Select Committee on Work and Pensions Minutes of Evidence


Returning/getting disabled people into work

  The commonsense argument may be readily acceptable in principle but presumably will not be treated seriously by Treasury unless there is hard evidence to back it up.

  There are different possible ways to try to show that overall investment in return-to-work programmes is economically cost-effective in terms of the social and financial gains of disabled people working, and thereby influence the argument that greater investment is required. For example:

    —  Count all the benefits, divide by number of beneficiaries, as above

    —  Demonstrate through anonymised case studies the cost-effectiveness of returning individuals to work (ie a range of examples)

    —  Demonstrate the return on each £ of investment given to Shaw Trust through an example programme eg Job Broking

  1.  Work to support the first approach is complicated by the lack of available disaggregated statistics. There is no way to separately assess numbers because the same disabled people are counted in different benefit costs. As a result it is almost impossible to determine accurately the average benefit cost of keeping disabled people out of work. At present therefore, it seems only to be a crude measure and risks being dismissed because of its easy defeasibility or the difficult of arriving at anything like a proof.

  (NB: Shaw Trust is working with The NAfW to start the process of disaggregating disability relevant statistics in Wales, which should give numbers to be tested against populations in the second stage of the research. First stage of this research is expected end 2002. This work should provide good indicators for other parts of GB and is certainly a model expected to be replicable.)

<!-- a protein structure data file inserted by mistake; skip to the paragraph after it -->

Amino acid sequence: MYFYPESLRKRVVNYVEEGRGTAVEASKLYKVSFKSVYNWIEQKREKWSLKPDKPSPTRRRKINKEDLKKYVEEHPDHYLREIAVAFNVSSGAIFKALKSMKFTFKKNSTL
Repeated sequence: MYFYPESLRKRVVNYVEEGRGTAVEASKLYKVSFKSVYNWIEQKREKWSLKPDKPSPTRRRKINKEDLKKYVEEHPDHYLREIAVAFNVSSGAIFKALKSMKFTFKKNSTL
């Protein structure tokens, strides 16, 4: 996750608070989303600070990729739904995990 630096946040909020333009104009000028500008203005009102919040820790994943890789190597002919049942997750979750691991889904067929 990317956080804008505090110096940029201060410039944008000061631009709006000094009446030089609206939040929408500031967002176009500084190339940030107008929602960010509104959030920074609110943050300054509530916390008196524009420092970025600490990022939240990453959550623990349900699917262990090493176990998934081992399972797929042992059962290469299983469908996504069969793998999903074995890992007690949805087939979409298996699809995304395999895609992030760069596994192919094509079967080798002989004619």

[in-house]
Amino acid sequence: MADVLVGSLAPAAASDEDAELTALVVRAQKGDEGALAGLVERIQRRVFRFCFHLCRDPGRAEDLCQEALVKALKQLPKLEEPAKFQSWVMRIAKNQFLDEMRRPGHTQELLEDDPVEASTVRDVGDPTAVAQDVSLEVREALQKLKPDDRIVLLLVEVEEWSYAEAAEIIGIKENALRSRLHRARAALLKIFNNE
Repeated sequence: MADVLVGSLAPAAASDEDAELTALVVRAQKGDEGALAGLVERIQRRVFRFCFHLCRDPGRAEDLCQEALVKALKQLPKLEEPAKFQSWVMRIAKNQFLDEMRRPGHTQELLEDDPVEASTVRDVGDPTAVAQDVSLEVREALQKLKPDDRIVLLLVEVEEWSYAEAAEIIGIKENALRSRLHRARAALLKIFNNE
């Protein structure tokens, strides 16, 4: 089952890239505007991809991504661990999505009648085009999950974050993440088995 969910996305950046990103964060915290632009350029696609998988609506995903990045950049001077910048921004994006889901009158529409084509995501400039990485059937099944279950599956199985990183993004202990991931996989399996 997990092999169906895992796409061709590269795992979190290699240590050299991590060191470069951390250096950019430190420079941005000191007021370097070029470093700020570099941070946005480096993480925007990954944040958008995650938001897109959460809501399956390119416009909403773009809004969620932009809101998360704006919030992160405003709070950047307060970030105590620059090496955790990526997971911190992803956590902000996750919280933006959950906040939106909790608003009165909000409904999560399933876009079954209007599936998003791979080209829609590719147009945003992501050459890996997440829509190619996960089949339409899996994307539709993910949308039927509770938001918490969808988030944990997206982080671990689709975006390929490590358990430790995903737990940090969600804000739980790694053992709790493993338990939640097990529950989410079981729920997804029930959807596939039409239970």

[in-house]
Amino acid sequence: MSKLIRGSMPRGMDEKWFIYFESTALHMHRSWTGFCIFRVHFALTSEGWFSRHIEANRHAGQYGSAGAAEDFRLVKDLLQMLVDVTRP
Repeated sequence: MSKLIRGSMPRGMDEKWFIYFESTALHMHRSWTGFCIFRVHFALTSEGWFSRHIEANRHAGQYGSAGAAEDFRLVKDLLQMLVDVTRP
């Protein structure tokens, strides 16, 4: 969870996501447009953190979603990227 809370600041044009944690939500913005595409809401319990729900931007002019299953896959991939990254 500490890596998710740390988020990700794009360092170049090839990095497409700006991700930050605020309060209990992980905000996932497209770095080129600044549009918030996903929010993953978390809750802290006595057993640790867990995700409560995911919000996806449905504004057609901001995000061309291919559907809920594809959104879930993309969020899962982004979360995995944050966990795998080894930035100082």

2.  Research expected to take least time. The argument would focus on examples of what it costs to keep X, Y and Z disabled individuals out of work, what it costs to return them to work and the individual cost benefits.

  Has the merit of being quick to return, not dependent on any national average, and relating to real people's lives. (If any individuals were willing to allow their names to be used we could personalise their stories to maximum PR effect.)

  Longer-term research in 1 to continue in parallel, because so much can be learned along the way, and we may get the final proof we prefer.

  3.  This is a piece of research which could make the same argument in an extremely powerful way to Treasury, from a slightly different angle: eg government programmes fund ST and £ for £ the programmes save £+ (say £1.40 per £ for argument's sake) and what's more, the overall benefit to the community is £++ (let's say £4.20 per £).

  (This another medium-to long-term piece of research requiring commissioning.)

  4.  Returning (or getting) disabled people into the labour market is a model of wider economic regeneration. The essence of the argument is simple enough:

    —  disabled person P is in receipt of £x of intervention ( x = disability-related benefits; social services; health services; caring (family/friends/Personal support workers/other; other benefits (housing, etc))

    —  if returned/entered into the labour market P stops or significantly reduces benefit uptake; use of social services intervention; health services (somewhere i have been hearing that people (disabled or not) who are in work are healthier/ use fewer HS resources; a range of people providing support are freed to work themselves (or work elsewhere); dependence on other income-related benefits is stopped/reduced

    —  the disabled person also becomes a taxpayer

  Overall, it seems impossible to argue that keeping disabled people who want to work out of work makes any economic sense at all. The assertion that it is better for the economy (at least, as measured in crude aggregate GDP terms) to have people in paid work—disabled or not—rather than not in work is true, virtually by definition of GDP.

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Prepared 13 June 2002